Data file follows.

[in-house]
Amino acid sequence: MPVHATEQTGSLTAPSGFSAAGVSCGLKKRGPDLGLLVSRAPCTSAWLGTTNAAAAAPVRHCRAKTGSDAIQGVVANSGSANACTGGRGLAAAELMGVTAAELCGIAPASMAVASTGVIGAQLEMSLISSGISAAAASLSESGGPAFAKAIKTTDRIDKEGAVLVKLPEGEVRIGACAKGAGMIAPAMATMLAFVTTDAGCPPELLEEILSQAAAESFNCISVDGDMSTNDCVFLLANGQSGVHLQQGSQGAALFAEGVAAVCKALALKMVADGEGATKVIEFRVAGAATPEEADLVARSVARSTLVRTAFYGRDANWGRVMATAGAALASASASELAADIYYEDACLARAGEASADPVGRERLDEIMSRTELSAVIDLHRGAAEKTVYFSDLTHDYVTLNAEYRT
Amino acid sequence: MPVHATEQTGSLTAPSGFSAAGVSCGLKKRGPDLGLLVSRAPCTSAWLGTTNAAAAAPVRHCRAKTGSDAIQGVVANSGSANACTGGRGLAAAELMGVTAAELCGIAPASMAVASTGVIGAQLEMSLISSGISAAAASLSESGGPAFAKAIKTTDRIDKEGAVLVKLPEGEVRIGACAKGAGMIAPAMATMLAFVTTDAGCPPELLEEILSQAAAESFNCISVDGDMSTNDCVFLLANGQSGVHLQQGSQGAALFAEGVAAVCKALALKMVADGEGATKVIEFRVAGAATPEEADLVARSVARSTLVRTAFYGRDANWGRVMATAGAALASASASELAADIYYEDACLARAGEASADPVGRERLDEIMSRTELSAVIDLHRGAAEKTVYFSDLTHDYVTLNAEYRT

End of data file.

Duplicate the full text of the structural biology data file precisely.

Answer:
[in-house]
Amino acid sequence: MPVHATEQTGSLTAPSGFSAAGVSCGLKKRGPDLGLLVSRAPCTSAWLGTTNAAAAAPVRHCRAKTGSDAIQGVVANSGSANACTGGRGLAAAELMGVTAAELCGIAPASMAVASTGVIGAQLEMSLISSGISAAAASLSESGGPAFAKAIKTTDRIDKEGAVLVKLPEGEVRIGACAKGAGMIAPAMATMLAFVTTDAGCPPELLEEILSQAAAESFNCISVDGDMSTNDCVFLLANGQSGVHLQQGSQGAALFAEGVAAVCKALALKMVADGEGATKVIEFRVAGAATPEEADLVARSVARSTLVRTAFYGRDANWGRVMATAGAALASASASELAADIYYEDACLARAGEASADPVGRERLDEIMSRTELSAVIDLHRGAAEKTVYFSDLTHDYVTLNAEYRT
Amino acid sequence: MPVHATEQTGSLTAPSGFSAAGVSCGLKKRGPDLGLLVSRAPCTSAWLGTTNAAAAAPVRHCRAKTGSDAIQGVVANSGSANACTGGRGLAAAELMGVTAAELCGIAPASMAVASTGVIGAQLEMSLISSGISAAAASLSESGGPAFAKAIKTTDRIDKEGAVLVKLPEGEVRIGACAKGAGMIAPAMATMLAFVTTDAGCPPELLEEILSQAAAESFNCISVDGDMSTNDCVFLLANGQSGVHLQQGSQGAALFAEGVAAVCKALALKMVADGEGATKVIEFRVAGAATPEEADLVARSVARSTLVRTAFYGRDANWGRVMATAGAALASASASELAADIYYEDACLARAGEASADPVGRERLDEIMSRTELSAVIDLHRGAAEKTVYFSDLTHDYVTLNAEYRT